Meriem NAÏLI received her Masters from the Amsterdam School of Law in Public International Law and the Grenoble Law Faculty in International Legal Careers. Having both French and Algerian citizenships, she focused her legal studies on Human Rights and Refugees Rights and wrote a paper on the rights of asylum seekers under complementary international law when they are denied refugee status.
By Meriem NAÏLI
When the subject of “stateless refugees” arises, people often think first about Palestinian refugees. However, at least one other large group of such refugees exists: the Sahrawi refugees. The Sahrawi people originate from Western Sahara – a “non self-governing territory” controlled by Morocco, a matter of much international dispute. Sahrawi refugees fled violence over territorial control, to settle primarily in Algeria, as well as in Morocco and Mauritania.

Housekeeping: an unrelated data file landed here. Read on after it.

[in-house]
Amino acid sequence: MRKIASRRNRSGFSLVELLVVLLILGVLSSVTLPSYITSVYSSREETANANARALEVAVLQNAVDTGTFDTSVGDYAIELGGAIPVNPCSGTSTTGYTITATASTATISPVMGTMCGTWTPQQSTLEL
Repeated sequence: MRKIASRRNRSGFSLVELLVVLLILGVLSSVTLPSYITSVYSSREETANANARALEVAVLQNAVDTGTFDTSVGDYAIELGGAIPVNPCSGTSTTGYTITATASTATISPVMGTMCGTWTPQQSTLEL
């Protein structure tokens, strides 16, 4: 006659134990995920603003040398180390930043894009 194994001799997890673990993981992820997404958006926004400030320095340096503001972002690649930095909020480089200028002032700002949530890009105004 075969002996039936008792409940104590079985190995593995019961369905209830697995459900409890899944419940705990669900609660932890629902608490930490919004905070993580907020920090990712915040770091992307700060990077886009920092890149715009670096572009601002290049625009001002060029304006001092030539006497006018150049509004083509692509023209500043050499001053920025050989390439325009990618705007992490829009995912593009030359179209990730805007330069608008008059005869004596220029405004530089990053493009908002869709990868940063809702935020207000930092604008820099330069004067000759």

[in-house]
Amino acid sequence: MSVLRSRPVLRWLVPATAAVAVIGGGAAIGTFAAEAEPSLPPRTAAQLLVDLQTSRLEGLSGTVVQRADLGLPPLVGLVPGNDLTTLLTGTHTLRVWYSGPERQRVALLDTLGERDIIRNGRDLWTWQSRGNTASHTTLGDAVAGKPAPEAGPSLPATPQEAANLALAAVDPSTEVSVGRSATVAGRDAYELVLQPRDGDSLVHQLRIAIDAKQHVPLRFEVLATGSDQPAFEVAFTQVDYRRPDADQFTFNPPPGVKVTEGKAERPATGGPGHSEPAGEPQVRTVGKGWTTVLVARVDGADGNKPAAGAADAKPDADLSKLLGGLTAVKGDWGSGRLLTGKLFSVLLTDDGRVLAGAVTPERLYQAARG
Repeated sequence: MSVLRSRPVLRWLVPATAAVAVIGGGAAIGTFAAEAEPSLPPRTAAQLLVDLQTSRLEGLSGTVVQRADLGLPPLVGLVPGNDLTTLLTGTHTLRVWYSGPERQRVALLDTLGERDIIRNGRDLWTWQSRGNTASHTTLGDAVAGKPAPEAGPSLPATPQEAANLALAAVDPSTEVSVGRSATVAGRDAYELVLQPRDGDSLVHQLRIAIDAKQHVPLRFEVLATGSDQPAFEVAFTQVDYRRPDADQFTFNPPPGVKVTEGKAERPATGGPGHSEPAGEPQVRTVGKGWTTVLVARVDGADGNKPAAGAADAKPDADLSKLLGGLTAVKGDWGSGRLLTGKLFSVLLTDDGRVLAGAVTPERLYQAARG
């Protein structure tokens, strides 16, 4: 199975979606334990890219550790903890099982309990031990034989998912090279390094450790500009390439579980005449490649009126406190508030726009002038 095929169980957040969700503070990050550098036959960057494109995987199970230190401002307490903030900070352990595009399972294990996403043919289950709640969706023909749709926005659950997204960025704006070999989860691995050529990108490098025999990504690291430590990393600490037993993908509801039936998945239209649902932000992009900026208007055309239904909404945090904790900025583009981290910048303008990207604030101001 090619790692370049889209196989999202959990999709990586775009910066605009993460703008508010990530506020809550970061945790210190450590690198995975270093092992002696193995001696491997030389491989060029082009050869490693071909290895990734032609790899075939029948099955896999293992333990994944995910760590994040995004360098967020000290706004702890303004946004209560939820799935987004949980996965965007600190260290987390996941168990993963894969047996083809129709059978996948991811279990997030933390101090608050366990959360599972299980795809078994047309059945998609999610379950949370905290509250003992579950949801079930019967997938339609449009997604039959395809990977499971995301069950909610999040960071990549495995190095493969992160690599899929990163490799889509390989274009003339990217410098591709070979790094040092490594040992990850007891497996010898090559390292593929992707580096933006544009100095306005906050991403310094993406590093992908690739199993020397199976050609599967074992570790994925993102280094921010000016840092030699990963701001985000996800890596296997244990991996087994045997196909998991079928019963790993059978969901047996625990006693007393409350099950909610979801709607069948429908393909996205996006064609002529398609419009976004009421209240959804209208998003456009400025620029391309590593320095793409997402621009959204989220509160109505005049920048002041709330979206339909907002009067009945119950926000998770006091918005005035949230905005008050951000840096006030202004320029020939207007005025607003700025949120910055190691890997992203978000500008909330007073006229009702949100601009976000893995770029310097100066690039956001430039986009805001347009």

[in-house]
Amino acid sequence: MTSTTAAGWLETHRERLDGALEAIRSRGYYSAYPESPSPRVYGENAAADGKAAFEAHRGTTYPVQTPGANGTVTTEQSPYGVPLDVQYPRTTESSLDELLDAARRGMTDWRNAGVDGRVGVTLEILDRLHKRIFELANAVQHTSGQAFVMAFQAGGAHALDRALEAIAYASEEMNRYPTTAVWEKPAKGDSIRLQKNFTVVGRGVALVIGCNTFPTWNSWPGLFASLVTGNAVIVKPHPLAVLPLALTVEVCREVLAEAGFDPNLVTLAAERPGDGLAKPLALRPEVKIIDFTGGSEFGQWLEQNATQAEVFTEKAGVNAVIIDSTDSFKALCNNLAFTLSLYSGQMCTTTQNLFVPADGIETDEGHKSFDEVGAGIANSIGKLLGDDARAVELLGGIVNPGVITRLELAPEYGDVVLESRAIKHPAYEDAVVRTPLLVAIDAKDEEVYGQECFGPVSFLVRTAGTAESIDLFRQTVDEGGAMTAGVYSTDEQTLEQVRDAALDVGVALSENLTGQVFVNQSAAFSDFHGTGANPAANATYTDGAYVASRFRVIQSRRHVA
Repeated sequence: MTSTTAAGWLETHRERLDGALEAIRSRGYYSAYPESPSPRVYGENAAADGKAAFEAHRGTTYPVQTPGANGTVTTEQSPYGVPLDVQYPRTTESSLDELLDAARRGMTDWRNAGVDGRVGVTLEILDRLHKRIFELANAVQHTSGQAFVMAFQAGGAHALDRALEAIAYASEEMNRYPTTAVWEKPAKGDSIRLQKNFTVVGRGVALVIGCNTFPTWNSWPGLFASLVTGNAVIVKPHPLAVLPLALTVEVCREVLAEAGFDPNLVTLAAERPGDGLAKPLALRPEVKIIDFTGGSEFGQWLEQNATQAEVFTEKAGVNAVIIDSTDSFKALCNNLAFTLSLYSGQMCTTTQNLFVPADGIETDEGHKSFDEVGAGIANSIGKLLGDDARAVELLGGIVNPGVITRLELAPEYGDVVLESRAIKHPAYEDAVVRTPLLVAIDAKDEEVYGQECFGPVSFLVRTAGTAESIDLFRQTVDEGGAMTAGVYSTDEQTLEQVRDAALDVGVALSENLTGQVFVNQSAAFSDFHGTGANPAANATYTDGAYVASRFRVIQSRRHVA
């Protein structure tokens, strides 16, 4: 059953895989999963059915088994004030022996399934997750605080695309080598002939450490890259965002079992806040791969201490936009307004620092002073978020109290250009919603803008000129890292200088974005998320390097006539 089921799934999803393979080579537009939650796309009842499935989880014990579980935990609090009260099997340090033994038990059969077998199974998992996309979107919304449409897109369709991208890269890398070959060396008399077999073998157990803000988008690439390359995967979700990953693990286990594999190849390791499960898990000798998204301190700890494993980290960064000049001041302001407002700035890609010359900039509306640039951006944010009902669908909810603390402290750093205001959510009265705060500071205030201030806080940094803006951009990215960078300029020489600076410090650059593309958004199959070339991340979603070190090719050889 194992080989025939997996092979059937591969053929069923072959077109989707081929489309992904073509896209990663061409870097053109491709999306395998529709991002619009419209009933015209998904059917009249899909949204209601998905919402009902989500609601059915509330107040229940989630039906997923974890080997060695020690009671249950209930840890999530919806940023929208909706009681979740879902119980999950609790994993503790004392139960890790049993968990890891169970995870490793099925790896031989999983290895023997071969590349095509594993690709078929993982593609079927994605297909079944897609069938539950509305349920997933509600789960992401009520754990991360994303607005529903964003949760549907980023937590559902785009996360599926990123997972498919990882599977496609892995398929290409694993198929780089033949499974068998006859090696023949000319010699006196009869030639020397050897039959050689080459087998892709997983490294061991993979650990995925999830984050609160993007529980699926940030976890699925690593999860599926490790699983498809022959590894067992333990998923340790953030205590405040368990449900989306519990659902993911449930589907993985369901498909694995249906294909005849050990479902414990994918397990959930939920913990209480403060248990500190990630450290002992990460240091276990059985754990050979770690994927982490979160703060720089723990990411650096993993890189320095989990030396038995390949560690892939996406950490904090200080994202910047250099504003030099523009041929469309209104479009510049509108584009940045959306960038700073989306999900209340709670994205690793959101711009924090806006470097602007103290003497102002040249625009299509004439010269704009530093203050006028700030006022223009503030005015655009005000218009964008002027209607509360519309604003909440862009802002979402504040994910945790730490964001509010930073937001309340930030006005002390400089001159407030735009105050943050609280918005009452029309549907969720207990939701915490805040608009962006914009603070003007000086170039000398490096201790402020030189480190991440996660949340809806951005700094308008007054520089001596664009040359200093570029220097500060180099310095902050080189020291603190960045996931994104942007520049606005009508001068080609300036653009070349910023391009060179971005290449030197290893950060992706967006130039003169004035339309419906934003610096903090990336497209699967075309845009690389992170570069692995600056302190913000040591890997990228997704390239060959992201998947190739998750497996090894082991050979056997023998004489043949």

This article will discuss access to safe, lawful employment for the Sahrawi people explaining why Sahrawi refugees remain mostly unemployed and reliant on humanitarian relief.
On Labor Day, Americans celebrate the power of the individual worker in a society that believes everyone should be able to achieve prosperity through hard work and personal ability. That’s our national ethos: The American Dream. This ethos should also form the foundation of the federal government’s overseas refugee assistance.
Refugees spend an average of 17 years in exile. The majority of refugees live in Africa, Asia and Latin America and—whether in camps or urban areas—would prefer to work and support their families, but are denied access to lawful employment in violation of international law.